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Impaired diversity of the lung microbiome predicts progression of idiopathic pulmonary fibrosis

Overview of attention for article published in Respiratory Research, February 2018
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  • In the top 25% of all research outputs scored by Altmetric
  • Good Attention Score compared to outputs of the same age (78th percentile)

Mentioned by

blogs
1 blog
twitter
5 tweeters

Readers on

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58 Mendeley
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Title
Impaired diversity of the lung microbiome predicts progression of idiopathic pulmonary fibrosis
Published in
Respiratory Research, February 2018
DOI 10.1186/s12931-018-0736-9
Pubmed ID
Authors

Youhei Takahashi, Atsushi Saito, Hirofumi Chiba, Koji Kuronuma, Kimiyuki Ikeda, Tomofumi Kobayashi, Shigeru Ariki, Motoko Takahashi, Yasushi Sasaki, Hiroki Takahashi

Abstract

Idiopathic pulmonary fibrosis (IPF) is the most frequent and severe form of idiopathic interstitial pneumonias. Although IPF has not been thought to be associated with bacterial communities, recent papers reported the possible role of microbiome composition in IPF. The roles of microbiomes in respiratory functions and as clinical biomarkers for IPF remain unknown. In this study, we aim to identify the relationship between the microbial environment in the lung and clinical findings. Thirty-four subjects diagnosed with IPF were included in this analysis. The 16S rDNA was purified from bronchoalveolar lavage fluid obtained at the time of diagnosis and analyzed using next-generation sequencing techniques to characterize the bacterial communities. Furthermore, microbiomes from mice with bleomycin-induced lung fibrosis were analyzed. The most prevalent lung phyla were Firmicutes, Proteobacteria and Bacteroidetes. Decreased microbial diversity was found in patients with low forced vital capacity (FVC) and early mortality. Additionally, the diversity and relative abundance of Firmicutes, Streptococcaceae, and Veillonellaceae were significantly associated with FVC, 6-min walk distance, and serum surfactant protein D. Bleomycin-induced lung fibrosis resulted in decrease of diversity and alteration of microbiota in PCoA analysis. These results support the observations in human specimens. This study identified relationships between specific taxa in BALF and clinical findings, which were also supported by experiments in a mouse model. Our data suggest the possibility that loss of microbial diversity is associated with disease activities of IPF.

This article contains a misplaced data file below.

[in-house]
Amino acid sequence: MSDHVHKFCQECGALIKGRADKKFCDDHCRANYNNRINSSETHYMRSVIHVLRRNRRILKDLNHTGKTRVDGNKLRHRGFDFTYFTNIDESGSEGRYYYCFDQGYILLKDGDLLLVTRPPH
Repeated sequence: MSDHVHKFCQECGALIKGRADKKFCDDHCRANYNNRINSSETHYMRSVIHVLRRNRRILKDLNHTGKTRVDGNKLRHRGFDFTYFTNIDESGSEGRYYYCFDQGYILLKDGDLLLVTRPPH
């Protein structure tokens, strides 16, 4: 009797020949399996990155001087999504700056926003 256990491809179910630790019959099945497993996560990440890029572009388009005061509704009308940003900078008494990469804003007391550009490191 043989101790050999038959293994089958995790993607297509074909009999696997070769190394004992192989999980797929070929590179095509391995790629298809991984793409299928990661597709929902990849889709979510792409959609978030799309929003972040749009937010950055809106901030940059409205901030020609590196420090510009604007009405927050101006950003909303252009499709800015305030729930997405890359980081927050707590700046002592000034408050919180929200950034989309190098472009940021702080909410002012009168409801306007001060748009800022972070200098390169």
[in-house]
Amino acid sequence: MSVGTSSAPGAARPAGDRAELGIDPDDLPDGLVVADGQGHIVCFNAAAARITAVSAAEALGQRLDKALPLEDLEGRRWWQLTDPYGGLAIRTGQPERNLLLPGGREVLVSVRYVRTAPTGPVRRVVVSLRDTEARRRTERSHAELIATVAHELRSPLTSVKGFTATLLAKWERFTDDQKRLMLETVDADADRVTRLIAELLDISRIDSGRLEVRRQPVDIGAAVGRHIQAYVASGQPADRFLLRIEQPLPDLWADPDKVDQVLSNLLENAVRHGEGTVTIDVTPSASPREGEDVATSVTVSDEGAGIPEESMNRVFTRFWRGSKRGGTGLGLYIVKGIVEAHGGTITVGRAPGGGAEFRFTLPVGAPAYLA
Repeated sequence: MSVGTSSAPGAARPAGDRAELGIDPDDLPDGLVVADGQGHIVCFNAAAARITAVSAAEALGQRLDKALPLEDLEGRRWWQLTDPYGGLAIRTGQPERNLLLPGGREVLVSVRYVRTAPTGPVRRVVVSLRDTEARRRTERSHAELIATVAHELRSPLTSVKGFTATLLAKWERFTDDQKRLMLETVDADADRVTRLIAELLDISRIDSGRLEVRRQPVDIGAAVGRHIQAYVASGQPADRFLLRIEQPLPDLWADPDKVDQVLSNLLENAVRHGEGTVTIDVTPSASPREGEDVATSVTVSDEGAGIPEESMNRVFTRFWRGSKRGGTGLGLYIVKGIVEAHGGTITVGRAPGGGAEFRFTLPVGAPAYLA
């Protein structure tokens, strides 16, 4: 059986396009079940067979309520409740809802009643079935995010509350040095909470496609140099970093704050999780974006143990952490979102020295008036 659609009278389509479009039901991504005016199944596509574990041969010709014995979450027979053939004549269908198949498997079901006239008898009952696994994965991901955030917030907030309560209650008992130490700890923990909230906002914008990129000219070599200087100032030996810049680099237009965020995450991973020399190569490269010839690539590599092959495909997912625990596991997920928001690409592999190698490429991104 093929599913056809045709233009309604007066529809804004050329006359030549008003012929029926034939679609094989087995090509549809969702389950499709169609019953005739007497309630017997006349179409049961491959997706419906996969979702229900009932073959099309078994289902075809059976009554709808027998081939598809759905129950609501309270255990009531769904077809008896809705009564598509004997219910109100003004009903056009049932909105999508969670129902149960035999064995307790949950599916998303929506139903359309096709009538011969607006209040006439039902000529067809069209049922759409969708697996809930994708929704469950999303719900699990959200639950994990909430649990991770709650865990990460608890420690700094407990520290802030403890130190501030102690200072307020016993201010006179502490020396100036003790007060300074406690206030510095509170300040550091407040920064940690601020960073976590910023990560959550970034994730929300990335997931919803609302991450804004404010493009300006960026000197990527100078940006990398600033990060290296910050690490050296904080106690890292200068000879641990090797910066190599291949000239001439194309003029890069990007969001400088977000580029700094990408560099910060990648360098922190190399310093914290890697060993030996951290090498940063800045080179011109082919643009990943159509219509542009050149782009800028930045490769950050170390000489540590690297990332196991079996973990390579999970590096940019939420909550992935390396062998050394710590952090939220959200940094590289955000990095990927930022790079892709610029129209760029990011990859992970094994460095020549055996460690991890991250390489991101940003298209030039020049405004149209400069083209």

Twitter Demographics

The data shown below were collected from the profiles of 5 tweeters who shared this research output. Click here to find out more about how the information was compiled.

Mendeley readers

The data shown below were compiled from readership statistics for 58 Mendeley readers of this research output. Click here to see the associated Mendeley record.

Geographical breakdown

Country Count As %
Unknown 58 100%

Demographic breakdown

Readers by professional status Count As %
Researcher 14 24%
Student > Ph. D. Student 8 14%
Student > Bachelor 7 12%
Student > Master 6 10%
Other 6 10%
Other 9 16%
Unknown 8 14%
Readers by discipline Count As %
Medicine and Dentistry 18 31%
Immunology and Microbiology 8 14%
Agricultural and Biological Sciences 7 12%
Biochemistry, Genetics and Molecular Biology 4 7%
Chemistry 2 3%
Other 7 12%
Unknown 12 21%

Attention Score in Context

This research output has an Altmetric Attention Score of 9. This is our high-level measure of the quality and quantity of online attention that it has received. This Attention Score, as well as the ranking and number of research outputs shown below, was calculated when the research output was last mentioned on 11 November 2018.
All research outputs
#2,120,001
of 14,370,331 outputs
Outputs from Respiratory Research
#235
of 1,789 outputs
Outputs of similar age
#59,831
of 274,448 outputs
Outputs of similar age from Respiratory Research
#1
of 2 outputs
Altmetric has tracked 14,370,331 research outputs across all sources so far. Compared to these this one has done well and is in the 85th percentile: it's in the top 25% of all research outputs ever tracked by Altmetric.
So far Altmetric has tracked 1,789 research outputs from this source. They typically receive a little more attention than average, with a mean Attention Score of 5.6. This one has done well, scoring higher than 86% of its peers.
Older research outputs will score higher simply because they've had more time to accumulate mentions. To account for age we can compare this Altmetric Attention Score to the 274,448 tracked outputs that were published within six weeks on either side of this one in any source. This one has done well, scoring higher than 78% of its contemporaries.
We're also able to compare this research output to 2 others from the same source and published within six weeks on either side of this one. This one has scored higher than all of them